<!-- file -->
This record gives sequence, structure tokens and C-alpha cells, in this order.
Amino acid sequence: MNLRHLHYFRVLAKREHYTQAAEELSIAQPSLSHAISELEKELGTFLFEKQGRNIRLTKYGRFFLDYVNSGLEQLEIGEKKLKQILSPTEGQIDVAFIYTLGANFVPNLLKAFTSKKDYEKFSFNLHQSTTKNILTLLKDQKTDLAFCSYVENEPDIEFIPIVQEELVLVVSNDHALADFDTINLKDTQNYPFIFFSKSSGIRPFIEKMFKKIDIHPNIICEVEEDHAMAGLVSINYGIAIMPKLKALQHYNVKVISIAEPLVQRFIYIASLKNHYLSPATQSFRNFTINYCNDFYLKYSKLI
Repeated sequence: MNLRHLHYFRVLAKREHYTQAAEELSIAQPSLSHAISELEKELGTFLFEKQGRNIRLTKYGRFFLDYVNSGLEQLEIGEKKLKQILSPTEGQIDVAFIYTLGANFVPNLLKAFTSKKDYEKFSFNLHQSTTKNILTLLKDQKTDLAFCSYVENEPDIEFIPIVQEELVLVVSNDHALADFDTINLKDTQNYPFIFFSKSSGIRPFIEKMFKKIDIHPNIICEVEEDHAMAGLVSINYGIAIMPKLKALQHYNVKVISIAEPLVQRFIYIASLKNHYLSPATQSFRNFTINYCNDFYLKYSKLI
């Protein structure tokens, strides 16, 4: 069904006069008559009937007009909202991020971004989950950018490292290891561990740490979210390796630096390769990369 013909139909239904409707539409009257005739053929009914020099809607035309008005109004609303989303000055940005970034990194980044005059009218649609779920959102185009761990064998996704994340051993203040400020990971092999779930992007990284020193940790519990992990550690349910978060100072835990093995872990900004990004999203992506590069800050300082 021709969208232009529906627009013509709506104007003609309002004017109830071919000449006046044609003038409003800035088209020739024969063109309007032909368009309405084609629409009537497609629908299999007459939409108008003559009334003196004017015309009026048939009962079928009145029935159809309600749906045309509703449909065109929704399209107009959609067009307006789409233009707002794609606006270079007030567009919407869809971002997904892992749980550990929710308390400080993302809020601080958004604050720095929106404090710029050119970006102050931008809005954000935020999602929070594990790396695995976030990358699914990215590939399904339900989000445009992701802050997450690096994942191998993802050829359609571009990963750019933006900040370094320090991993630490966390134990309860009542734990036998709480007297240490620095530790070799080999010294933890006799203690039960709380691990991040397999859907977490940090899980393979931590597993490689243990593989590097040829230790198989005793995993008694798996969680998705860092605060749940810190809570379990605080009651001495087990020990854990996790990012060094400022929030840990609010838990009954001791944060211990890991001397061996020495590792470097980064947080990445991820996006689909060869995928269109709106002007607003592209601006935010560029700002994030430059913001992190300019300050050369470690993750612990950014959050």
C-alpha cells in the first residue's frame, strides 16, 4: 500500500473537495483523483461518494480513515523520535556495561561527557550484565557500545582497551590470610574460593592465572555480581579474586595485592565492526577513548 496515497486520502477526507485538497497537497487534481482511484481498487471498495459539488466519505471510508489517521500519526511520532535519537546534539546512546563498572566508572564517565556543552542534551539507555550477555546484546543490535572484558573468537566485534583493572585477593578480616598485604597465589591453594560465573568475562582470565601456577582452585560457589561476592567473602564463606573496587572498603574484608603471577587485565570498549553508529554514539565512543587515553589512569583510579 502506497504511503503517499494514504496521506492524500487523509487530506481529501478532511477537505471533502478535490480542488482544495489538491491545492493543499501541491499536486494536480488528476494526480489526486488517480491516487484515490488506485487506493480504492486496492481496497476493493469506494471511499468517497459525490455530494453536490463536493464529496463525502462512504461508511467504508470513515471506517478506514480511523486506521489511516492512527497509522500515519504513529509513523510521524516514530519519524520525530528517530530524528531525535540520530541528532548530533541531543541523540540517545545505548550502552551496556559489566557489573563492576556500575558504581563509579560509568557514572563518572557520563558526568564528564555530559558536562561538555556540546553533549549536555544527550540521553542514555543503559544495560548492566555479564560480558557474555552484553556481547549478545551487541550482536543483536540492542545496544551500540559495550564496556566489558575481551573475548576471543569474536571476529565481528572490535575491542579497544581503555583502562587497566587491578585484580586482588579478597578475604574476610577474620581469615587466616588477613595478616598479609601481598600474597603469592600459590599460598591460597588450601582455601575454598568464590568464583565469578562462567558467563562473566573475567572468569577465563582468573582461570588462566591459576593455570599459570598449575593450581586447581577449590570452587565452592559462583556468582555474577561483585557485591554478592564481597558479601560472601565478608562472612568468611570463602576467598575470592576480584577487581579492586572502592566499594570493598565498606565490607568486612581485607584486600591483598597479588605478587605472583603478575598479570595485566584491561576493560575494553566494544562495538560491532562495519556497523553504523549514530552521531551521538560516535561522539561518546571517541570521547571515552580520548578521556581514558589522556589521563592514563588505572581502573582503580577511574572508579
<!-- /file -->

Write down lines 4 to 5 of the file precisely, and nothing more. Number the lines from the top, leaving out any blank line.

């Protein structure tokens, strides 16, 4: 069904006069008559009937007009909202991020971004989950950018490292290891561990740490979210390796630096390769990369 013909139909239904409707539409009257005739053929009914020099809607035309008005109004609303989303000055940005970034990194980044005059009218649609779920959102185009761990064998996704994340051993203040400020990971092999779930992007990284020193940790519990992990550690349910978060100072835990093995872990900004990004999203992506590069800050300082 021709969208232009529906627009013509709506104007003609309002004017109830071919000449006046044609003038409003800035088209020739024969063109309007032909368009309405084609629409009537497609629908299999007459939409108008003559009334003196004017015309009026048939009962079928009145029935159809309600749906045309509703449909065109929704399209107009959609067009307006789409233009707002794609606006270079007030567009919407869809971002997904892992749980550990929710308390400080993302809020601080958004604050720095929106404090710029050119970006102050931008809005954000935020999602929070594990790396695995976030990358699914990215590939399904339900989000445009992701802050997450690096994942191998993802050829359609571009990963750019933006900040370094320090991993630490966390134990309860009542734990036998709480007297240490620095530790070799080999010294933890006799203690039960709380691990991040397999859907977490940090899980393979931590597993490689243990593989590097040829230790198989005793995993008694798996969680998705860092605060749940810190809570379990605080009651001495087990020990854990996790990012060094400022929030840990609010838990009954001791944060211990890991001397061996020495590792470097980064947080990445991820996006689909060869995928269109709106002007607003592209601006935010560029700002994030430059913001992190300019300050050369470690993750612990950014959050």
C-alpha cells in the first residue's frame, strides 16, 4: 500500500473537495483523483461518494480513515523520535556495561561527557550484565557500545582497551590470610574460593592465572555480581579474586595485592565492526577513548 496515497486520502477526507485538497497537497487534481482511484481498487471498495459539488466519505471510508489517521500519526511520532535519537546534539546512546563498572566508572564517565556543552542534551539507555550477555546484546543490535572484558573468537566485534583493572585477593578480616598485604597465589591453594560465573568475562582470565601456577582452585560457589561476592567473602564463606573496587572498603574484608603471577587485565570498549553508529554514539565512543587515553589512569583510579 502506497504511503503517499494514504496521506492524500487523509487530506481529501478532511477537505471533502478535490480542488482544495489538491491545492493543499501541491499536486494536480488528476494526480489526486488517480491516487484515490488506485487506493480504492486496492481496497476493493469506494471511499468517497459525490455530494453536490463536493464529496463525502462512504461508511467504508470513515471506517478506514480511523486506521489511516492512527497509522500515519504513529509513523510521524516514530519519524520525530528517530530524528531525535540520530541528532548530533541531543541523540540517545545505548550502552551496556559489566557489573563492576556500575558504581563509579560509568557514572563518572557520563558526568564528564555530559558536562561538555556540546553533549549536555544527550540521553542514555543503559544495560548492566555479564560480558557474555552484553556481547549478545551487541550482536543483536540492542545496544551500540559495550564496556566489558575481551573475548576471543569474536571476529565481528572490535575491542579497544581503555583502562587497566587491578585484580586482588579478597578475604574476610577474620581469615587466616588477613595478616598479609601481598600474597603469592600459590599460598591460597588450601582455601575454598568464590568464583565469578562462567558467563562473566573475567572468569577465563582468573582461570588462566591459576593455570599459570598449575593450581586447581577449590570452587565452592559462583556468582555474577561483585557485591554478592564481597558479601560472601565478608562472612568468611570463602576467598575470592576480584577487581579492586572502592566499594570493598565498606565490607568486612581485607584486600591483598597479588605478587605472583603478575598479570595485566584491561576493560575494553566494544562495538560491532562495519556497523553504523549514530552521531551521538560516535561522539561518546571517541570521547571515552580520548578521556581514558589522556589521563592514563588505572581502573582503580577511574572508579